MT Expert's Ten Top Tips: Keeping your CEO safe

Watertight security plans are no longer the preserve of celebrities, politicians and Royaltym says Mel Robarts.

by Mel Robarts
Last Updated: 28 Jan 2011
Most people would think that safety and security are matters for the police, not private individuals. But now business leaders are not only wealthy but also increasingly in the public eye – particularly given all the information now readily available about them on the internet – they’re also more likely to be a target for criminals.

Thankfully, this is not a problem most of us have to worry about. But for high-profile corporate CEOs, is it time to think harder about personal security, especially when travelling abroad? We asked Foresight’s Mel Robarts for his ten tip tips on how to prevent worst case scenarios.

1. Identify your risk level
The amount of risk to each person varies, depending on his/her situation. Identify your level of risk in order to develop a plan to minimize your exposure.  

2. Create a security profile/prevention plan - and use it
After assessing the vulnerable areas in your life, develop, implement and practice a plan to thwart danger.  It does not benefit you to know your weak areas or develop a prevention plan unless you fully commit yourself, your family and staff to engage in the daily practice of this plan.  

3. Limit the information about you on the Internet
The Internet allows outsiders to effortlessly gather information about you. So limit the information you put on the internet, as well as the number of people who are allowed access to your computer and files. Also, don’t forget to protect your smartphone, since it is also a gateway to your personal information.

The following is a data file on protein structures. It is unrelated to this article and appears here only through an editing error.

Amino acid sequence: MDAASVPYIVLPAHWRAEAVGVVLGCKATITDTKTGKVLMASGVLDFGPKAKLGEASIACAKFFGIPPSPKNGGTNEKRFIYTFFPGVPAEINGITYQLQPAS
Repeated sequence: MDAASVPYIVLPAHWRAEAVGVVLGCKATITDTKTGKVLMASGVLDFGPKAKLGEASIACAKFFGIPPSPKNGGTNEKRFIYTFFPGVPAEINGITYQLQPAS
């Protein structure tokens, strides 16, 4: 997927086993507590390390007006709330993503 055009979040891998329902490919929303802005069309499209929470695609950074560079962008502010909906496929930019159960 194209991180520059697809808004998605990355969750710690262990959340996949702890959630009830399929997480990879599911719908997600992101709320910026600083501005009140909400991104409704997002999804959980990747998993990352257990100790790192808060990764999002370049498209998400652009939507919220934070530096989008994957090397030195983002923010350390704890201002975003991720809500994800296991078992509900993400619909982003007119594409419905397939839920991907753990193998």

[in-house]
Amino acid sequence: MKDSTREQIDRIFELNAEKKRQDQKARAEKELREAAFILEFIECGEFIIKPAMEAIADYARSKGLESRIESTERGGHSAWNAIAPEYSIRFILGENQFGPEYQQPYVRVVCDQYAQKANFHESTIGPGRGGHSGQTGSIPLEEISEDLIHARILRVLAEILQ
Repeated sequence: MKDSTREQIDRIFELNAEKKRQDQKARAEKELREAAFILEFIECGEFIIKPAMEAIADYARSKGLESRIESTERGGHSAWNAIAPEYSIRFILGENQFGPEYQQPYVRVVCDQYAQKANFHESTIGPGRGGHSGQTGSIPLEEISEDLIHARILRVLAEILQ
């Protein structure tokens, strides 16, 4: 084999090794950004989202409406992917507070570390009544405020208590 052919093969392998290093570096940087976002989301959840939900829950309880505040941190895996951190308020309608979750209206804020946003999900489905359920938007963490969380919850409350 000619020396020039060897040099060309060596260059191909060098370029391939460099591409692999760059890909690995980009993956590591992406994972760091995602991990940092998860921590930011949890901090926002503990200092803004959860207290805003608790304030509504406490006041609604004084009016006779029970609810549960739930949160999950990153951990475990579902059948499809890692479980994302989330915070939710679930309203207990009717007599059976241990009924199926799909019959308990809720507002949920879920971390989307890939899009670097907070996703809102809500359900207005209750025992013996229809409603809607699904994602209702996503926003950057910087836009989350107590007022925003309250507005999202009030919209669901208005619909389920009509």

4. Be careful in cars
If you are distracted by work or other activities, other drivers can capitalize on your lowered awareness to attack you. Hire a professional licensed and trained Security driver or complete a security driving program to educate yourself.   

5. Beware security threats to your home
Even homes with installed security measures can suffer a breach. Limit the people who have access to your home (workers, housekeepers, lawn maintenance). Resist the temptation to ‘let your guard down’ at home. Remain aware and alert; do not assume everything is in order.

6. Vary your office routine
The best measure of safety is, again, being alert and aware. Alter your routine, such as arrival and departure times. If possible, do not go to your office alone during OFF hours, and park in a well-lit area that is as close as possible to your planned entry point.  

7. Take precautions when you travel
Avoid sharing your travels plans with others. Protect laptops, phones with access to important information. Avoid entering "common carrier" vehicles. Instead, utilize a familiar driver or service that has been vetted, especially in certain international venues. Secure a hotel room that is at least on the second floor but not higher than the 4th. Ensure all windows are locked and the dead bolt on the door is used. Refrain from roaming the halls alone and always keep your room key on your person.  

8. Check for threats
Monetary gain is the biggest motivator for an attack. Know your competition. Monitor new hires or recent individuals who have been terminated or left your employ.  

 
9. Include your family in your security plan
The easiest way to obtain an objective is to launch an attack on the family, so include them when developing a security protocol.  The practices that have been presented throughout this article with regards to an executive’s security should also be implemented with their family, especially children.

10. Bring in the experts
The use of a security consultant, who will conduct a professional, in-depth analysis of the level of security in your life, allows you to conduct business as usual, as well as offer those who depend on you the peace of mind that your well being is being monitored.

Mel Robarts is the founder of Foresight, a full-service security and surveillance firm, and is an expert on the personal safety of high-profile individuals.

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